A physical misalignment of the upper (maxilla) and lower (mandibular) jaw bones in which either or both recede relative to the frontal plane of the forehead.
The anatomical frontal portion of the mandible, also known as the mentum, that contains the line of fusion of the two separate halves of the mandible (symphysis menti). This line of fusion divides inferiorly to enclose a triangular area called the mental protuberance. On each side, inferior to the second premolar tooth, is the mental foramen for the passage of blood vessels and a nerve.
Rods of bone, metal, or other material used for fixation of the fragments or ends of fractured bones.
Vitamin K-dependent calcium-binding protein synthesized by OSTEOBLASTS and found primarily in BONES. Serum osteocalcin measurements provide a noninvasive specific marker of bone metabolism. The protein contains three residues of the amino acid gamma-carboxyglutamic acid (Gla), which, in the presence of CALCIUM, promotes binding to HYDROXYAPATITE and subsequent accumulation in BONE MATRIX.
Fixation and immobility of a joint.
The properties, processes, and behavior of biological systems under the action of mechanical forces.
The differentiation of pre-adipocytes into mature ADIPOCYTES.
The inner and longer bone of the FOREARM.
A carpal bone with a rounded head located between the TRAPEZOID BONE and the HAMATE BONE.
The process by which PAIN is recognized and interpreted by the brain.
A fracture in which union fails to occur, the ends of the bone becoming rounded and eburnated, and a false joint occurs. (Stedman, 25th ed)
One of a pair of irregularly shaped bones that form the upper jaw. A maxillary bone provides tooth sockets for the superior teeth, forms part of the ORBIT, and contains the MAXILLARY SINUS.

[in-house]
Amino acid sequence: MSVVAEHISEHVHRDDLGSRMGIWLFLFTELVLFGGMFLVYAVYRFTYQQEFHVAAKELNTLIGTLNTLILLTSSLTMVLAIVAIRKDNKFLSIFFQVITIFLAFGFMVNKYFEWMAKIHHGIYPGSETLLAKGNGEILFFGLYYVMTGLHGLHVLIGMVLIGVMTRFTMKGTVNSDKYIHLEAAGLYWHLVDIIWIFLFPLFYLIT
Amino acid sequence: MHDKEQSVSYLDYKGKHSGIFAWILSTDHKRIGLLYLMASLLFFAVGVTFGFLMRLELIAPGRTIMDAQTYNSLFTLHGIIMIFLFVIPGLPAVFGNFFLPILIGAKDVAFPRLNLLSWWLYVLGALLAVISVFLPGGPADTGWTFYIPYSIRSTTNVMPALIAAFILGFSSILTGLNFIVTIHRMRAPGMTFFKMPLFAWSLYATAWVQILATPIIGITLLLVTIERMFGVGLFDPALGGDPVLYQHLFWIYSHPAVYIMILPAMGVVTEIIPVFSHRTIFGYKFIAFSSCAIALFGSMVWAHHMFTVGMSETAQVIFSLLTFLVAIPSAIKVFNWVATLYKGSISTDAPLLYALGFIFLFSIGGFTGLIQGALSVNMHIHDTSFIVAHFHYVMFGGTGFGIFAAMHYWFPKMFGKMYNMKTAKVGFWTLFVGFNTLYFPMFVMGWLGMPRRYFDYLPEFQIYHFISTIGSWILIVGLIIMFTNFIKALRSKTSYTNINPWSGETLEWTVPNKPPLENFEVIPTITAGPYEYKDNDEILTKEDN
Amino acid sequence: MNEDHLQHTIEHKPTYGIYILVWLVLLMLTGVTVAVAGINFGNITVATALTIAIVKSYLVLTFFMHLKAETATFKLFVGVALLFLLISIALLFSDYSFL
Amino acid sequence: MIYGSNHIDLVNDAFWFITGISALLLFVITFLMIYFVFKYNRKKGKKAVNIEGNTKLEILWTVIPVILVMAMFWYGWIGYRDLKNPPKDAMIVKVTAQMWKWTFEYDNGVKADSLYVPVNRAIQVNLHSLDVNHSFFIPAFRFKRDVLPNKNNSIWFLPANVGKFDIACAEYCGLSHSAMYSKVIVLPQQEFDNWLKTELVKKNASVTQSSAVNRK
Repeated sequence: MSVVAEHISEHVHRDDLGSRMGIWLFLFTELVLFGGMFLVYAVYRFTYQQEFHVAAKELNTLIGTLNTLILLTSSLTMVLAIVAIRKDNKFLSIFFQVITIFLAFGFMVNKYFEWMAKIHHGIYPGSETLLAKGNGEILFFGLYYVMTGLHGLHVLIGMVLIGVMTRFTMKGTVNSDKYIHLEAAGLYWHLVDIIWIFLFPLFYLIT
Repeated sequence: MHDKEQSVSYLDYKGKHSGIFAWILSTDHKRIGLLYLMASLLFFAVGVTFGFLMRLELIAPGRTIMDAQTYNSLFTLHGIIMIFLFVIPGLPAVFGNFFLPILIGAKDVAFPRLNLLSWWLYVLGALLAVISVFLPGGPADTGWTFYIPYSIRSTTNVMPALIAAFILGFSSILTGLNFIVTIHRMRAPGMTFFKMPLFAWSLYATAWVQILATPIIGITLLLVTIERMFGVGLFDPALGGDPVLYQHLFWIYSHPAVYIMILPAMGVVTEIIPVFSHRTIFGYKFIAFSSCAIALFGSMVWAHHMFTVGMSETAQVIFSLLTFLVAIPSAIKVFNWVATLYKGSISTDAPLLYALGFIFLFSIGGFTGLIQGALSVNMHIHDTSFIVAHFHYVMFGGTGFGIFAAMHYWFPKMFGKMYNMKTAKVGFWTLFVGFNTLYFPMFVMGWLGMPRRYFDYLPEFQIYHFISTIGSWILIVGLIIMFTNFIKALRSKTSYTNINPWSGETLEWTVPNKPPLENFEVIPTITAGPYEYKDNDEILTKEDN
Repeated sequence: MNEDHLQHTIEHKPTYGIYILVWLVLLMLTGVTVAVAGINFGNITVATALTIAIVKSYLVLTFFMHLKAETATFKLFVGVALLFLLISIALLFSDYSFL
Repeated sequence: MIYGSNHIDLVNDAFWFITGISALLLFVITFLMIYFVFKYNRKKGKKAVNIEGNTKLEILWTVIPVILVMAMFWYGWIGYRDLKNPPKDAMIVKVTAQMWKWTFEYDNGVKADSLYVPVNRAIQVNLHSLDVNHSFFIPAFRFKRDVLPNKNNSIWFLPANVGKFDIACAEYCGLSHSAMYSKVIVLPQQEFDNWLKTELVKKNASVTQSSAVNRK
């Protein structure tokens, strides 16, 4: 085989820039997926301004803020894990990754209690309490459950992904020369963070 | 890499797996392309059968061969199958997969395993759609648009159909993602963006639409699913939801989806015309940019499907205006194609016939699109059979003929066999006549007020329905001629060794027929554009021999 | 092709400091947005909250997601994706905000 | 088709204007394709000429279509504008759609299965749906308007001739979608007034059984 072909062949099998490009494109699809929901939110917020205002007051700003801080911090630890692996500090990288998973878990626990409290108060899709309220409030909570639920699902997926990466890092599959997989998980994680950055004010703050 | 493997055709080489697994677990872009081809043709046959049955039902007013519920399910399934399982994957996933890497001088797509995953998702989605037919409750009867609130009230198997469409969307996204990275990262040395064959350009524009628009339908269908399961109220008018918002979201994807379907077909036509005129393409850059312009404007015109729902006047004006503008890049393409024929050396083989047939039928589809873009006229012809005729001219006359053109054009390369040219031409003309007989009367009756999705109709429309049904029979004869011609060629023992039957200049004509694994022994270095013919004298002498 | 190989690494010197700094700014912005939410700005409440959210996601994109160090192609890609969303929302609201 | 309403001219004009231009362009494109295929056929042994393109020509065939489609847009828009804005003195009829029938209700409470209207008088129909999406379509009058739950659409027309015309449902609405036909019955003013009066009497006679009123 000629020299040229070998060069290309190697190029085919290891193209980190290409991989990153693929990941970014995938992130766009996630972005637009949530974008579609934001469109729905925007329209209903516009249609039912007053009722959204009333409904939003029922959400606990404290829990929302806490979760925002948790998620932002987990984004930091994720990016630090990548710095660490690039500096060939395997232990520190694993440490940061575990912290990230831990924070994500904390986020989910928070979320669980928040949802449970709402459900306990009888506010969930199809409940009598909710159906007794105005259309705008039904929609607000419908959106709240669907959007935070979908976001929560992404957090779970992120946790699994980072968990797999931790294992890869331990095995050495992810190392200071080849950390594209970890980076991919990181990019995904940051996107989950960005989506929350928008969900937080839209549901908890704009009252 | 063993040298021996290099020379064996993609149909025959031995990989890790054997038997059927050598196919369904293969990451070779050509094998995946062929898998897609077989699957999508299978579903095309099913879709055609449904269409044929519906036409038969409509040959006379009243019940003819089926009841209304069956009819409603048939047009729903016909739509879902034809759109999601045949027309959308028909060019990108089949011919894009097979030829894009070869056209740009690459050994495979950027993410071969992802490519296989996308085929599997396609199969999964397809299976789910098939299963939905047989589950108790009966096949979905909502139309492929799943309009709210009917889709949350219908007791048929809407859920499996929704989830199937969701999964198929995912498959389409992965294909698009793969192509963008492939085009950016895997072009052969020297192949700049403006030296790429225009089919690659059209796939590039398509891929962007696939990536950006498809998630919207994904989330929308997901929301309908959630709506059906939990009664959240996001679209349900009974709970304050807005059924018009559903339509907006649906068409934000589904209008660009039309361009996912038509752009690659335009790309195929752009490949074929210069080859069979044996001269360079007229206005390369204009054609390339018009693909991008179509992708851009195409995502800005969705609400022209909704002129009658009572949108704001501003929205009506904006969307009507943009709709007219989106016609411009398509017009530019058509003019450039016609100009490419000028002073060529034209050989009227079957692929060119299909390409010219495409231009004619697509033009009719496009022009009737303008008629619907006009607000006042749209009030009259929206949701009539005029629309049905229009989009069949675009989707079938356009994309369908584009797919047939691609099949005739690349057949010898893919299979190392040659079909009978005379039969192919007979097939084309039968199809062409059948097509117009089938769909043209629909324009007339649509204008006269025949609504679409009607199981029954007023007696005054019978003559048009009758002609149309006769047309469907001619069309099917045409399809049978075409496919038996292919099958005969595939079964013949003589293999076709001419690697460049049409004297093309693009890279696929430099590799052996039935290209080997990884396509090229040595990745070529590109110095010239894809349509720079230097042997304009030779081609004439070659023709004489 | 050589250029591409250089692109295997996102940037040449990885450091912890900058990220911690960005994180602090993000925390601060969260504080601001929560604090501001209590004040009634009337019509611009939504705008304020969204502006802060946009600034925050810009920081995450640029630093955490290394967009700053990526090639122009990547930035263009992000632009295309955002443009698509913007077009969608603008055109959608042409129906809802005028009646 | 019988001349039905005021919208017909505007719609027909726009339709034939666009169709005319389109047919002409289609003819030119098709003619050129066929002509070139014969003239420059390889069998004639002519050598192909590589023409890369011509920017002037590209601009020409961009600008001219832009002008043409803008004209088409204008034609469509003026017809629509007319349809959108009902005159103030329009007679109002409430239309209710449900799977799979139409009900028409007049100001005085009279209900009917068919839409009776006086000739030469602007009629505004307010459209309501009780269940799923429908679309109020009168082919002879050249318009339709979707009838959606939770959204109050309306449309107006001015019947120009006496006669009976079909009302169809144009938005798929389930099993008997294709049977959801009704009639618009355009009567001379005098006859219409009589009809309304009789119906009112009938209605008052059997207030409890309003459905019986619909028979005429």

The area between the EPIPHYSIS and the DIAPHYSIS within which bone growth occurs.
The development of bony substance in normally soft structures.
Increase in the mass of bone per unit volume.
A purely physical condition which exists within any material because of strain or deformation by external forces or by non-uniform thermal expansion; expressed quantitatively in units of force per unit area.
The curve formed by the row of TEETH in their normal position in the JAW. The inferior dental arch is formed by the mandibular teeth, and the superior dental arch by the maxillary teeth.
Surgical insertion of an appliance for the replacement of areas of the mandible.
A highly glycosylated and sulfated phosphoprotein that is found almost exclusively in mineralized connective tissues. It is an extracellular matrix protein that binds to hydroxyapatite through polyglutamic acid sequences and mediates cell attachment through an RGD sequence.
The growth action of bone tissue as it assimilates surgically implanted devices or prostheses to be used as either replacement parts (e.g., hip) or as anchors (e.g., endosseous dental implants).
The grafting of bone from a donor site to a recipient site.
A prosthetic appliance for the replacement of areas of the mandible missing or defective as a result of deformity, disease, injury, or surgery.
Mature osteoblasts that have become embedded in the BONE MATRIX. They occupy a small cavity, called lacuna, in the matrix and are connected to adjacent osteocytes via protoplasmic projections called canaliculi.
Diseases of BONES.
The formation of cartilage. This process is directed by CHONDROCYTES which continually divide and lay down matrix during development. It is sometimes a precursor to OSTEOGENESIS.
The amount of mineral per square centimeter of BONE. This is the definition used in clinical practice. Actual bone density would be expressed in grams per milliliter. It is most frequently measured by X-RAY ABSORPTIOMETRY or TOMOGRAPHY, X RAY COMPUTED. Bone density is an important predictor for OSTEOPOROSIS.
Spontaneous or voluntary recreational activities pursued for enjoyment and accessories or equipment used in the activities; includes games, toys, etc.